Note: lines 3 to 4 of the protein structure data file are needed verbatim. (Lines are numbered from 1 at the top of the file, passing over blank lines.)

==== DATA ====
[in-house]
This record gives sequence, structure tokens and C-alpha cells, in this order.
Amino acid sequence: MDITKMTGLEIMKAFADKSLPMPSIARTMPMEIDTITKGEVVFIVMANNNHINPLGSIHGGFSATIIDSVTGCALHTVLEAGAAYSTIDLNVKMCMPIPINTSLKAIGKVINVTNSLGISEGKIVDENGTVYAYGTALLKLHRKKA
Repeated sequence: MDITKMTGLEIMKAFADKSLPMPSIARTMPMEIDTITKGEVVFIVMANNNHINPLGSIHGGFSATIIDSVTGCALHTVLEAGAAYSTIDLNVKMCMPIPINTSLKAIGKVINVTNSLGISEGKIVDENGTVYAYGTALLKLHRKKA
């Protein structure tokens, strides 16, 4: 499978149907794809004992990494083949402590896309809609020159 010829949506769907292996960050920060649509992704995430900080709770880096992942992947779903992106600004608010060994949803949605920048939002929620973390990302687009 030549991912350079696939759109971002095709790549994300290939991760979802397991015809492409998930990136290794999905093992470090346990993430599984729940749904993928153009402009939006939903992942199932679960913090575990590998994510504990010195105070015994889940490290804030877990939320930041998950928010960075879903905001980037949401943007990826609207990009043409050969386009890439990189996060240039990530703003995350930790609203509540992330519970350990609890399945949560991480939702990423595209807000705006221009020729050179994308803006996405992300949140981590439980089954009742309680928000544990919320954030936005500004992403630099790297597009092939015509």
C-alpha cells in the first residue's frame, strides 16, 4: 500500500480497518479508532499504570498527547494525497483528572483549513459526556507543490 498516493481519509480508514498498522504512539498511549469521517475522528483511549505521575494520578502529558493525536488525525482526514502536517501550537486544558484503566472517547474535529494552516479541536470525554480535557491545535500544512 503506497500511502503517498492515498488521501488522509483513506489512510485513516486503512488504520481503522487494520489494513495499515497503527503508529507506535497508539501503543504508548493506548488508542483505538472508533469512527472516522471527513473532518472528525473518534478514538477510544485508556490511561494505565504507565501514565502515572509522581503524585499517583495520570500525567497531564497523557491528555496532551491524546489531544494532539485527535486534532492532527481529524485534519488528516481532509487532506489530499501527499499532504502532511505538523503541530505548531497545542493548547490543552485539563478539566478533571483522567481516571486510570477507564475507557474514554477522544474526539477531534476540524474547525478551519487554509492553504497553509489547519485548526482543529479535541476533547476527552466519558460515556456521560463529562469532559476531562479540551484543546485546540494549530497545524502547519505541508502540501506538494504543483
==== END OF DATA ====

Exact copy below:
Amino acid sequence: MDITKMTGLEIMKAFADKSLPMPSIARTMPMEIDTITKGEVVFIVMANNNHINPLGSIHGGFSATIIDSVTGCALHTVLEAGAAYSTIDLNVKMCMPIPINTSLKAIGKVINVTNSLGISEGKIVDENGTVYAYGTALLKLHRKKA
Repeated sequence: MDITKMTGLEIMKAFADKSLPMPSIARTMPMEIDTITKGEVVFIVMANNNHINPLGSIHGGFSATIIDSVTGCALHTVLEAGAAYSTIDLNVKMCMPIPINTSLKAIGKVINVTNSLGISEGKIVDENGTVYAYGTALLKLHRKKA